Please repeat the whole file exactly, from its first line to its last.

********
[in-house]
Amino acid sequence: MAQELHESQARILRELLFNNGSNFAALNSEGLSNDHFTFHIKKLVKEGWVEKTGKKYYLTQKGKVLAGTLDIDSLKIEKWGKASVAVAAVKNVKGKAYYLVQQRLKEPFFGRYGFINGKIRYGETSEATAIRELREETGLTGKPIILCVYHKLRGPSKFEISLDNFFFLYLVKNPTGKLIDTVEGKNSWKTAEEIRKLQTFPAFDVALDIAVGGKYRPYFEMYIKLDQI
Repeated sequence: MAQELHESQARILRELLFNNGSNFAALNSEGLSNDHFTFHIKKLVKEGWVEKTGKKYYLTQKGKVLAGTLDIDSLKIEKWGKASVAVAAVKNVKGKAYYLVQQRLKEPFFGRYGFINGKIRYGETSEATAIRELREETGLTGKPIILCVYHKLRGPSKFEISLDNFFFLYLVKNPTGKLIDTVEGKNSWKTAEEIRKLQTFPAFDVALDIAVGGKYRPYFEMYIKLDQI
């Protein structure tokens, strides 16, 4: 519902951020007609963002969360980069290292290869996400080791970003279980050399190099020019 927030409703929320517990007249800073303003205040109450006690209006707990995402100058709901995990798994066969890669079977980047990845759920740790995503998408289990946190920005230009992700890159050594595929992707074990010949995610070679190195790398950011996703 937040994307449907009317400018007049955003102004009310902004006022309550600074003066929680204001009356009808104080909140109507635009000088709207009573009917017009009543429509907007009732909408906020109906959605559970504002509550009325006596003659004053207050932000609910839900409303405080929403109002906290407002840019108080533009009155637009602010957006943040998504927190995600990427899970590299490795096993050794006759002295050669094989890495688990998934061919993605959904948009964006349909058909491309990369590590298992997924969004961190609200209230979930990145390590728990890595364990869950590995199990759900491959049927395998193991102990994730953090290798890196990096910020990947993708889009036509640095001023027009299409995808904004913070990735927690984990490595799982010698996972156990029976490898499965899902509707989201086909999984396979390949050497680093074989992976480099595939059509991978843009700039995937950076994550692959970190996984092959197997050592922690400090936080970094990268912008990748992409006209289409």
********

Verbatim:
[in-house]
Amino acid sequence: MAQELHESQARILRELLFNNGSNFAALNSEGLSNDHFTFHIKKLVKEGWVEKTGKKYYLTQKGKVLAGTLDIDSLKIEKWGKASVAVAAVKNVKGKAYYLVQQRLKEPFFGRYGFINGKIRYGETSEATAIRELREETGLTGKPIILCVYHKLRGPSKFEISLDNFFFLYLVKNPTGKLIDTVEGKNSWKTAEEIRKLQTFPAFDVALDIAVGGKYRPYFEMYIKLDQI
Repeated sequence: MAQELHESQARILRELLFNNGSNFAALNSEGLSNDHFTFHIKKLVKEGWVEKTGKKYYLTQKGKVLAGTLDIDSLKIEKWGKASVAVAAVKNVKGKAYYLVQQRLKEPFFGRYGFINGKIRYGETSEATAIRELREETGLTGKPIILCVYHKLRGPSKFEISLDNFFFLYLVKNPTGKLIDTVEGKNSWKTAEEIRKLQTFPAFDVALDIAVGGKYRPYFEMYIKLDQI
């Protein structure tokens, strides 16, 4: 519902951020007609963002969360980069290292290869996400080791970003279980050399190099020019 927030409703929320517990007249800073303003205040109450006690209006707990995402100058709901995990798994066969890669079977980047990845759920740790995503998408289990946190920005230009992700890159050594595929992707074990010949995610070679190195790398950011996703 937040994307449907009317400018007049955003102004009310902004006022309550600074003066929680204001009356009808104080909140109507635009000088709207009573009917017009009543429509907007009732909408906020109906959605559970504002509550009325006596003659004053207050932000609910839900409303405080929403109002906290407002840019108080533009009155637009602010957006943040998504927190995600990427899970590299490795096993050794006759002295050669094989890495688990998934061919993605959904948009964006349909058909491309990369590590298992997924969004961190609200209230979930990145390590728990890595364990869950590995199990759900491959049927395998193991102990994730953090290798890196990096910020990947993708889009036509640095001023027009299409995808904004913070990735927690984990490595799982010698996972156990029976490898499965899902509707989201086909999984396979390949050497680093074989992976480099595939059509991978843009700039995937950076994550692959970190996984092959197997050592922690400090936080970094990268912008990748992409006209289409």